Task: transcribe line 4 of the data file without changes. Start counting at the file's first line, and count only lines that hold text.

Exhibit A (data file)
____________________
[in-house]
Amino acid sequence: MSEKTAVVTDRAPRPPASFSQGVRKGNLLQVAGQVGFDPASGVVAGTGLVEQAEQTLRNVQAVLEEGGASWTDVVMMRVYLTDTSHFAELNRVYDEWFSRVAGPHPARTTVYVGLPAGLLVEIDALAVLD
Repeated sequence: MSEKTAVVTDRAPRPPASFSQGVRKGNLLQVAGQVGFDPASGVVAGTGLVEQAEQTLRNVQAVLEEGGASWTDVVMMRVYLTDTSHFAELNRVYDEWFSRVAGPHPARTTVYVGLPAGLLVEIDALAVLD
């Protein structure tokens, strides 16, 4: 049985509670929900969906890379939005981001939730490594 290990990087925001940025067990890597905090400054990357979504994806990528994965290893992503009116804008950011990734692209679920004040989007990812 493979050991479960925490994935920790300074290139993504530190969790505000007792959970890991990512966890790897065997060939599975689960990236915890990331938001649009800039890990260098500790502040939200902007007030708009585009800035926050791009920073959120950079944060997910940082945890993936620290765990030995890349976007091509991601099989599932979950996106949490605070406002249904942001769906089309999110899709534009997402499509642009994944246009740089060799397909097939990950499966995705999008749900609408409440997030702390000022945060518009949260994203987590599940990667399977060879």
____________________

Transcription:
């Protein structure tokens, strides 16, 4: 049985509670929900969906890379939005981001939730490594 290990990087925001940025067990890597905090400054990357979504994806990528994965290893992503009116804008950011990734692209679920004040989007990812 493979050991479960925490994935920790300074290139993504530190969790505000007792959970890991990512966890790897065997060939599975689960990236915890990331938001649009800039890990260098500790502040939200902007007030708009585009800035926050791009920073959120950079944060997910940082945890993936620290765990030995890349976007091509991601099989599932979950996106949490605070406002249904942001769906089309999110899709534009997402499509642009994944246009740089060799397909097939990950499966995705999008749900609408409440997030702390000022945060518009949260994203987590599940990667399977060879």